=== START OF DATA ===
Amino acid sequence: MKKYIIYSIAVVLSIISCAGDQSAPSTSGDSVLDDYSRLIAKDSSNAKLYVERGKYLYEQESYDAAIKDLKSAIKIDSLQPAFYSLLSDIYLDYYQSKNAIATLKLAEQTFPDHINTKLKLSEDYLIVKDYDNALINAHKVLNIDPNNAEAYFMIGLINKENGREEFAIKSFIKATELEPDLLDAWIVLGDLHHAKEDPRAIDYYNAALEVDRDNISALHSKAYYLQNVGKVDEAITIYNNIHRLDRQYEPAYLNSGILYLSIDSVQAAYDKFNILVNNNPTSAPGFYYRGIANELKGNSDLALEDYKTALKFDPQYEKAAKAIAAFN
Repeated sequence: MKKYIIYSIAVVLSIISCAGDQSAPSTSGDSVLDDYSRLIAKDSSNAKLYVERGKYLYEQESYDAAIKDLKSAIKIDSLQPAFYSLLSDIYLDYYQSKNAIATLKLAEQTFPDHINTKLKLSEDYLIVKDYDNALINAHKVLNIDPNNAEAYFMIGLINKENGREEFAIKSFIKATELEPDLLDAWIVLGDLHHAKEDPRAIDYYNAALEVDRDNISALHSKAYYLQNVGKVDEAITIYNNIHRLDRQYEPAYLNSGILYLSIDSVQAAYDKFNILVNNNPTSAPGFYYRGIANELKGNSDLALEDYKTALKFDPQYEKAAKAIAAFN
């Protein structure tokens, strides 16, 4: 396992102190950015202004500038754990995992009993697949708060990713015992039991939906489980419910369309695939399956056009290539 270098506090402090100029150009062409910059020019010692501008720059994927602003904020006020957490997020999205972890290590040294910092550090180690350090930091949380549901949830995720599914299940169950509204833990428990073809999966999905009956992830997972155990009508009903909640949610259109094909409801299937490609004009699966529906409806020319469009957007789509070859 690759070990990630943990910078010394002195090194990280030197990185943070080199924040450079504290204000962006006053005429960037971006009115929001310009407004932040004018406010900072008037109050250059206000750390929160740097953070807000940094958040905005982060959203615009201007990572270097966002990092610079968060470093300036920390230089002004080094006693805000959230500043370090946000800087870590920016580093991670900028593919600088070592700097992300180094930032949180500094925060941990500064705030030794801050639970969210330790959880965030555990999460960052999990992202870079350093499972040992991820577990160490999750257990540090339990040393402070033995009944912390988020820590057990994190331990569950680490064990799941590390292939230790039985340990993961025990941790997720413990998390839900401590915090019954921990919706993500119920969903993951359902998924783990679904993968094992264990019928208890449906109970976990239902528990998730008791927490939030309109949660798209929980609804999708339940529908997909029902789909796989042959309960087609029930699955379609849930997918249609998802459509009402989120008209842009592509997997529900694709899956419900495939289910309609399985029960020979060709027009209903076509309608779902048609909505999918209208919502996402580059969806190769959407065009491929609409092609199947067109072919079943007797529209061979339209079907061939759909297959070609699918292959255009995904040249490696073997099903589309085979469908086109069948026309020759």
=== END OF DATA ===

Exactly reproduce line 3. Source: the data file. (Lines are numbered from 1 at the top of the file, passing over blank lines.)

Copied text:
């Protein structure tokens, strides 16, 4: 396992102190950015202004500038754990995992009993697949708060990713015992039991939906489980419910369309695939399956056009290539 270098506090402090100029150009062409910059020019010692501008720059994927602003904020006020957490997020999205972890290590040294910092550090180690350090930091949380549901949830995720599914299940169950509204833990428990073809999966999905009956992830997972155990009508009903909640949610259109094909409801299937490609004009699966529906409806020319469009957007789509070859 690759070990990630943990910078010394002195090194990280030197990185943070080199924040450079504290204000962006006053005429960037971006009115929001310009407004932040004018406010900072008037109050250059206000750390929160740097953070807000940094958040905005982060959203615009201007990572270097966002990092610079968060470093300036920390230089002004080094006693805000959230500043370090946000800087870590920016580093991670900028593919600088070592700097992300180094930032949180500094925060941990500064705030030794801050639970969210330790959880965030555990999460960052999990992202870079350093499972040992991820577990160490999750257990540090339990040393402070033995009944912390988020820590057990994190331990569950680490064990799941590390292939230790039985340990993961025990941790997720413990998390839900401590915090019954921990919706993500119920969903993951359902998924783990679904993968094992264990019928208890449906109970976990239902528990998730008791927490939030309109949660798209929980609804999708339940529908997909029902789909796989042959309960087609029930699955379609849930997918249609998802459509009402989120008209842009592509997997529900694709899956419900495939289910309609399985029960020979060709027009209903076509309608779902048609909505999918209208919502996402580059969806190769959407065009491929609409092609199947067109072919079943007797529209061979339209079907061939759909297959070609699918292959255009995904040249490696073997099903589309085979469908086109069948026309020759």